The third significant sign-post is meeting the in-laws. Here I am referring to George meeting his future son-in-law’s parents. When he and Nina go visit they discover that George’s folks are rich and live in a mansion. Given the opportunity to peek into an open check-book, George succumbs to temptation and gets himself into hot water . . . or at least cold water. The awkwardness of the initial meeting is evident from both sides, each wanting to make a good first impression, even though they don’t have to be best friends. In-laws form an integral part of an adult child’s life. Having good relationships, even workable relationships, will form a solid foundation for the future marriage.

The cost of a marriage from a father’s perspective, then, is the loss of a daughter. George comes to a final realization of this as he is about to give Annie away at the altar:
Who presents this woman? This woman? But she's not a woman. She's just a kid. And she's leaving us. I realized at that moment that I was never going to come home again and see Annie at the top of the stairs. Never going to see her again at our breakfast table in her nightgown and socks. I suddenly realized what was happening. Annie was all grown up and was leaving us, and something inside began to hurt.
Everything worthwhile in this life has a cost. (Even salvation, the most important thing in this earthly life, has a cost, though it is received freely – it cost Jesus his life: 2 Cor. 4:10.) But in a strong and healthy family this cost or loss is offset by the gain of a son-in-law and the beautiful relationship that emerges in the new union. Bryan exemplifies this. He completes Annie, as George finally understands. Babies grow up into children, who mature into adults, who usually marry. This is the way of life. It has been from the beginning: “a man leaves his father and mother and is united to his wife, and they become one flesh” (Gen. 2:24).

In the middle of the film, once George has come to accept that a wedding is on the cards, Nina decides to hire a wedding coordinator. And what a coordinator he is: Franck Eggelhoffer (pronounced “Fronk”). Martin Short plays Franck as an unidentifiable European with an unrecognizable accent. But what George cannot discern, Nina and Annie clearly understand. This is symptomatic of the wedding and marriage. And as Franck replaces George in the decision making, George realizes that the wedding is going to cost him a bundle: $250 a head, and that is 20 years ago!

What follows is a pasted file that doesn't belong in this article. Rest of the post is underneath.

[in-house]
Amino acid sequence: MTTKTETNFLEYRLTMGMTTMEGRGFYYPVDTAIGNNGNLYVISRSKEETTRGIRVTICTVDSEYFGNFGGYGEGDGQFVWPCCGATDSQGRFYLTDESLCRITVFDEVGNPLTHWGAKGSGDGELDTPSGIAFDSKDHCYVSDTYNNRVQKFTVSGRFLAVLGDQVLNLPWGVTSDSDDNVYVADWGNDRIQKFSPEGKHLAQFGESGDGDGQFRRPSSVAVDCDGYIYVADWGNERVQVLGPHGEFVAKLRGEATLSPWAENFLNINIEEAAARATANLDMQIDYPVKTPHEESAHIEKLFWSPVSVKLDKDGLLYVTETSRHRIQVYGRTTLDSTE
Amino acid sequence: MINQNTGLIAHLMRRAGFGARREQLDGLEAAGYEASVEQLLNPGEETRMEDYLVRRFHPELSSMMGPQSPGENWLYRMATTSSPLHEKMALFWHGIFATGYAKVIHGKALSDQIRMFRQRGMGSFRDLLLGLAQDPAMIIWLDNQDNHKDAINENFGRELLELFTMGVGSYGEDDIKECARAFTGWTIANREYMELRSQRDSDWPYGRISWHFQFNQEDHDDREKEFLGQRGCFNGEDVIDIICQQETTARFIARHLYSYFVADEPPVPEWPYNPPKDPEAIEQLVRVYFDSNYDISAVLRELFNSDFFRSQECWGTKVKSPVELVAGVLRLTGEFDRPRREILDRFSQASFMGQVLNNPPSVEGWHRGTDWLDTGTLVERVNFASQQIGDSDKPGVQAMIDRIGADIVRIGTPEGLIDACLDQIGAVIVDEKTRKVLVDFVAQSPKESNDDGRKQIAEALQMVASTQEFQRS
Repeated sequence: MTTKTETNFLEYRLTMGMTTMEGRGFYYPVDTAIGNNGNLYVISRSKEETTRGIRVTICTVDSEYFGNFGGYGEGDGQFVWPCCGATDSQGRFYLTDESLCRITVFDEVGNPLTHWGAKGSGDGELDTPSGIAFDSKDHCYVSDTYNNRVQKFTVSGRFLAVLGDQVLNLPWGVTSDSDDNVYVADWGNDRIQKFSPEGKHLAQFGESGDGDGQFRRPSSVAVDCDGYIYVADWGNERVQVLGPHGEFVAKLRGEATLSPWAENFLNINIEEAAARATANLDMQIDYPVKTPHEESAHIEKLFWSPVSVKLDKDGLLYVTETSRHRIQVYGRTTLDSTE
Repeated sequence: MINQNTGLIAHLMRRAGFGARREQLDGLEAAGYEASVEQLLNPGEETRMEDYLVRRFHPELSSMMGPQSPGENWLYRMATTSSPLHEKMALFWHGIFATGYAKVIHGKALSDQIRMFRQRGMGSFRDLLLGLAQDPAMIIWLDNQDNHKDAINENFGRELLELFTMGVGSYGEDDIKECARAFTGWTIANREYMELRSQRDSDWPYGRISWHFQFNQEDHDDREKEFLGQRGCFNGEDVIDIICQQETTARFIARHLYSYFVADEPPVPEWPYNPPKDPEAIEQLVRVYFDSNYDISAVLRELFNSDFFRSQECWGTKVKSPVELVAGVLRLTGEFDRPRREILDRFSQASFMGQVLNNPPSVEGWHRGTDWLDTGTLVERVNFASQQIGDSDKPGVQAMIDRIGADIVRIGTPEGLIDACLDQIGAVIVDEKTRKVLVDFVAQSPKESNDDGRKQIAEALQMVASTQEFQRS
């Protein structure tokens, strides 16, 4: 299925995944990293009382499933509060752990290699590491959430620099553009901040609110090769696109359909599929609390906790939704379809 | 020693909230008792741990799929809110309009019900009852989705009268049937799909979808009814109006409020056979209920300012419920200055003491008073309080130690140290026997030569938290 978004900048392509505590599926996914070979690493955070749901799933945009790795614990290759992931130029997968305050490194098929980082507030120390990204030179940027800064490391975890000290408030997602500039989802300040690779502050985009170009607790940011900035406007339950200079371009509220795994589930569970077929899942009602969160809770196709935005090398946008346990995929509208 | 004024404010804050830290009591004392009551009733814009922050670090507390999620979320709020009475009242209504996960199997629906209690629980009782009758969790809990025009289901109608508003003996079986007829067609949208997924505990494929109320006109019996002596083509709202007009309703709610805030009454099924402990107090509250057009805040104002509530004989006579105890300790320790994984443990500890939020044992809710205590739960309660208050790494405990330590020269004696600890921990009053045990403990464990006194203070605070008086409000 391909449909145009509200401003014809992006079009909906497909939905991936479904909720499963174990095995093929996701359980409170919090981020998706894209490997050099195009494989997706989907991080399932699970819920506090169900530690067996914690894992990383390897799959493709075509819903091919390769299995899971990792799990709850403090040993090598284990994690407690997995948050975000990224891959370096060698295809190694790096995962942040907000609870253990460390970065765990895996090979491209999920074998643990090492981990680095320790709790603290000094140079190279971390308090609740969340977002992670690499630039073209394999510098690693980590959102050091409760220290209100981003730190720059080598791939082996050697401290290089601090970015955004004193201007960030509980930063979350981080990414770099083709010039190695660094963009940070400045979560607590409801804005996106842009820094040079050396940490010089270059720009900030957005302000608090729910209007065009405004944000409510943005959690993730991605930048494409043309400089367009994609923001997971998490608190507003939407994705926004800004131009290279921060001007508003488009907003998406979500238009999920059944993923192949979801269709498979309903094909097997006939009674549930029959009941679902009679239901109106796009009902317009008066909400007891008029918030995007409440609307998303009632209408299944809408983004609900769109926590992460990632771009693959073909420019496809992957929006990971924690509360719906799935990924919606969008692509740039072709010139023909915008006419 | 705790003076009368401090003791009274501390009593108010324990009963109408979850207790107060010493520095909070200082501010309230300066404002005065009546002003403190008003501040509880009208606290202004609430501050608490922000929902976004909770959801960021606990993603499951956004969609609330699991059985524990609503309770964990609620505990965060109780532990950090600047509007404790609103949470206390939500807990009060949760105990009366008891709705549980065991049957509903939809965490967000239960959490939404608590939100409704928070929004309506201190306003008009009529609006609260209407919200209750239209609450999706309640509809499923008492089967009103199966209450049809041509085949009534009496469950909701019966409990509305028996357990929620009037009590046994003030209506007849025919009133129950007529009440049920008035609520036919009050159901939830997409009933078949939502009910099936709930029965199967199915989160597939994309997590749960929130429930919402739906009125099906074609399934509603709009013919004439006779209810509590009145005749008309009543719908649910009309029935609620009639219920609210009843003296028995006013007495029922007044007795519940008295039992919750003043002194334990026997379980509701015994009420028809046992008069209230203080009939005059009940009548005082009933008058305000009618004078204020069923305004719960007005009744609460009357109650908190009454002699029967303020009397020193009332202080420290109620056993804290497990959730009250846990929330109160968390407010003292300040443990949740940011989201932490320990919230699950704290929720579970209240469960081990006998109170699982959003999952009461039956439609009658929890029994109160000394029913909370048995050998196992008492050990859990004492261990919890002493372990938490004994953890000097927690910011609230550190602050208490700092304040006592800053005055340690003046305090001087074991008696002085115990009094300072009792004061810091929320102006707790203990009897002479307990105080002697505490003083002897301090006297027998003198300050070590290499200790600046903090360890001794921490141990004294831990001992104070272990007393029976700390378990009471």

Here is the second theme: the cost of a wedding. The film has a lot of fun with this aspect, but in reality weddings are expensive. Of course, losing dollars is nothing compared to losing a daughter. Yet, fathers tend to control the purse-strings and often hold tight budgets. George does. The humor comes from his attempts at reigning in the expenses while Nina and Annie just want to make a memorable wedding. George’s budget cuts backfire on him though and he ends up acting as traffic controller at the wedding, thereby missing several key moments of the ceremony and celebration.

Obviously, cost is an issue in a wedding. That is why budgets are made. But cost must not curtail memories. George ended up spending a bomb and still missed out on several key memories from the reception. He was too stressed out about cost. Most importantly, weddings are about transition and memories. They are a symbolic cutting of the ties from the parents create a new family. We surround ourselves with family and friends to celebrate but also to remember. Those of us that are married can look back warmly on our wedding day as the starting point of the new chapter of our life’s journey.

Jesus once told his disciples to count the cost before embarking on a project (Lk. 14:28), and this is true for weddings as well as. But rather than looking at what we lose (money or daughters), it is better to look at what we gain: memories and sons. Let’s hope we can learn from George when our time as “father of the bride” comes around!

Copyright ©2011, Martin Baggs